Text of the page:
Tag Archives: folate

Do perinatal epigenetic changes affect child health?

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The expression of the genetic code of our DNA is normally altered several times before conception, and during pregnancy, childbirth and later throughout life. This takes place through the natural switching on and off of genes in response to signals received from the child’s own cells and from the environment. This is called ‘epigenetics’. Although epigentic changes do not act by altering the sequence of the genome directly, if say a tumour suppressor gene is switched OFF, then the rate of mutations in cellular DNA can increase.

Hannah Dahlen, professor of midwifery University of Western Sydney, and founder of the group EPIIC (Epigenetic impact of Childbirth) talks about the research on epigenetic influences during the actual process of normal labour and childbirth in the movie we are screening on 20th Sep called Microbirth.

“In the EPIIC hypothesis, we propose that physiological labour and birth have evolved to exert eustress (a healthy, positive form of stress) on the fetus, and that this process has an epigenomic effect on particular genes, particularly those that program immune responses, genes responsible for weight regulation, and specific tumour-suppressor genes.

Reduced or elevated levels of the hormones cortisol, adrenalin, and oxytocin which are produced during labour may lead to fetal epigenomic remodelling anomalies which exert influence on abnormal gene expression. This reprogramming could manifest in a range of diseases and behavioural problems in the neonate and later on in the adult.”  http://theconversation.com/can-caesarean-sections-increase-susceptibility-to-disease-12334

more about epigenetics and health http://www.nature.com/scitable/topicpage/Epigenetic-Influences-and-Disease-895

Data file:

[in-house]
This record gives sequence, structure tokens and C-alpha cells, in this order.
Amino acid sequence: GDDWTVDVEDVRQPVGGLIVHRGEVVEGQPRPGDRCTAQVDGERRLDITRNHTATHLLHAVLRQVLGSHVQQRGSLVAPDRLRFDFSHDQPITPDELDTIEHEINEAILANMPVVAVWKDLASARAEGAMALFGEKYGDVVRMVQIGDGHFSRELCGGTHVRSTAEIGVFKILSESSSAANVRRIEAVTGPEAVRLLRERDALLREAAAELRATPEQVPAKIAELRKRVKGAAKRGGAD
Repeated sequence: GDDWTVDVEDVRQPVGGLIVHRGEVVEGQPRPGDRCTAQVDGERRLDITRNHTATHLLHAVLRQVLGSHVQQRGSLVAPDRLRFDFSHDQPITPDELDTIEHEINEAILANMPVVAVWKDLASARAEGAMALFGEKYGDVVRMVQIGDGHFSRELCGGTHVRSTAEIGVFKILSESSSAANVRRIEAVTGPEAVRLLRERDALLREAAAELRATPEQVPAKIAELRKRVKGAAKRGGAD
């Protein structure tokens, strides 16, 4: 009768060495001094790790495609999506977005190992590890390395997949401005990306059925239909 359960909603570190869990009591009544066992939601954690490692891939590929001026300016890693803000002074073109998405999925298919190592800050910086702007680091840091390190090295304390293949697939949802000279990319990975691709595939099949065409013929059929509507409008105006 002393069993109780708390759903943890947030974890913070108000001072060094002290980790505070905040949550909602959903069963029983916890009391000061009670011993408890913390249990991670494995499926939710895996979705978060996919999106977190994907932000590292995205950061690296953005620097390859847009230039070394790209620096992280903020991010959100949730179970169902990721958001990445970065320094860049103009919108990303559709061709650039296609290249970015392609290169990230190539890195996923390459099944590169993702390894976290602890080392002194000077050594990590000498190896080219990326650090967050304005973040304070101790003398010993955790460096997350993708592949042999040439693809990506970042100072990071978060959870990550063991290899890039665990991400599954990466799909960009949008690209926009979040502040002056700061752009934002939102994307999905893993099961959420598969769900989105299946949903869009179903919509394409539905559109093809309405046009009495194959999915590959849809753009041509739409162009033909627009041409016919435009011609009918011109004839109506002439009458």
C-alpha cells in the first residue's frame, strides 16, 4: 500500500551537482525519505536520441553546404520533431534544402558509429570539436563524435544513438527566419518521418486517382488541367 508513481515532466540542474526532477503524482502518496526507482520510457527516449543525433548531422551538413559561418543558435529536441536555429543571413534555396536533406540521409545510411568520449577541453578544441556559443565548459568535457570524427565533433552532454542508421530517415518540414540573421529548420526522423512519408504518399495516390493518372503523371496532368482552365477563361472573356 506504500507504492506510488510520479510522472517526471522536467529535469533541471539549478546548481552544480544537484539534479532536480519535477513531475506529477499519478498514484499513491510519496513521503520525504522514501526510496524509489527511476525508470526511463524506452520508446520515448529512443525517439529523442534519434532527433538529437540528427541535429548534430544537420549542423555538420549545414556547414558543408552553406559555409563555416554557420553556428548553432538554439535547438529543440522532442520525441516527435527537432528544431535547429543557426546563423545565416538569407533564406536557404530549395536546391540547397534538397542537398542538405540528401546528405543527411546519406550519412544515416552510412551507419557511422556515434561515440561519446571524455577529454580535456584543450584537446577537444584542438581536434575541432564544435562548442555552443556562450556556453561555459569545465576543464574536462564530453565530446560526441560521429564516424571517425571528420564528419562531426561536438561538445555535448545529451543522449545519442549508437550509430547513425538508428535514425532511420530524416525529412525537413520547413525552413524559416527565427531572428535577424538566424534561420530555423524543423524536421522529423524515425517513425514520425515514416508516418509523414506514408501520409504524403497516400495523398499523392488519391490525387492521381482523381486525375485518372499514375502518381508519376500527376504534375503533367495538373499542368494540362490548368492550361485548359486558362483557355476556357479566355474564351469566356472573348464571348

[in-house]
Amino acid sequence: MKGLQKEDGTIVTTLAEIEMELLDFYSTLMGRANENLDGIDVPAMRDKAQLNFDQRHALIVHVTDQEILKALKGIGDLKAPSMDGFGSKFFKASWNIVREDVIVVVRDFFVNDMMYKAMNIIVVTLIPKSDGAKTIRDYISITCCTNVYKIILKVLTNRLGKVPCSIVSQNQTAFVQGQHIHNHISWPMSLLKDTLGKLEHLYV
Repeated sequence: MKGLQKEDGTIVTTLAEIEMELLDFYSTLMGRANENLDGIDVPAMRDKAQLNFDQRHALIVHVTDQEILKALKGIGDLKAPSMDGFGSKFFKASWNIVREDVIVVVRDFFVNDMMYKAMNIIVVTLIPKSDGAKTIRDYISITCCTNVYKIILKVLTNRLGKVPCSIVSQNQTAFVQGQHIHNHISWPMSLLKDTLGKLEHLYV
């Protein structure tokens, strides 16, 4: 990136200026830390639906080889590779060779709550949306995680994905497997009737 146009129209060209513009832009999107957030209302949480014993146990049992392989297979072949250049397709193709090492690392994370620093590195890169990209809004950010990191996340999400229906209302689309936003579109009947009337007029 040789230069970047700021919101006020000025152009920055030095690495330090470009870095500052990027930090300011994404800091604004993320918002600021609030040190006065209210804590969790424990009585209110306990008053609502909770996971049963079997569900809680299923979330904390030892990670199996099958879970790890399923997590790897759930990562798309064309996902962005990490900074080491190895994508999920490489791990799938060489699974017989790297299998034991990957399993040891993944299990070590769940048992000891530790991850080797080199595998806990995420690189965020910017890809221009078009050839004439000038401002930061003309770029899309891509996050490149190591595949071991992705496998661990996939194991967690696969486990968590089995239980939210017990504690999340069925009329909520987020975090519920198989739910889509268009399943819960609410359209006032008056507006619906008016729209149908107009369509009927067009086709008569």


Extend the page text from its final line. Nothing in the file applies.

The Popeye approach to hypothyroidism

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Day 4 thyroid summit – MTHFR!

bens smoothieThe big surprise was that Dr Lynch didn’t reccomend any particular folate supplements, just the Popeye approach – green leafies and avoid synthetic folic acid. Very refreshing – given the panoply of potions on every internet doctor’s website. The girly looking pink prenatal smoothie is actually Dr Lynch’s webinar energy booster! He was a jackaroo in Australia in his youth so they have labelled it ‘cowboy smoothie’ but no drover would own that drink. Needs spinach.

Just one small possible snag – you can overdose on veggies if you juice as the idea is to be able to get more in than you could with just teeth. I’ve personally done it with buckwheat sprouts which have fagopyrins. Kale is goitrogenic  and so is spinach which are my favourite greens 😦 According to Dr Lynch my low dopamine levels contribute to taste addictions.

These are Non-Goitrogenic leafy greens:

romaine
red/green chard ( silverbeet)
swiss chard
red or green leaf lettuce
dandelion greens
parsely
arugala / rocket

from http://rawpregnancy.com/goitrogenic-vegetables-and-curing-hypothyroidism-with-raw-food-during-your-pregnancy/

Why is MTHFR and Folate so important for hypothyroid patients?

MTHFR = very long name of folate activating enzyme, not an F word! though I certainly felt like swearing when I found out from nerve damage that the vitamins in most supplements, and those added back to to refined food such as ‘enriched’ flours, are NOT ALWAYS ACTIVE. The term ‘vitamin’ doesn’t mean they are plug and play molecules, or even the same molecule – folate and B9 are umbrella terms for many structures. Bit like the term ‘fresh’ can actaully mean ‘stored for months’!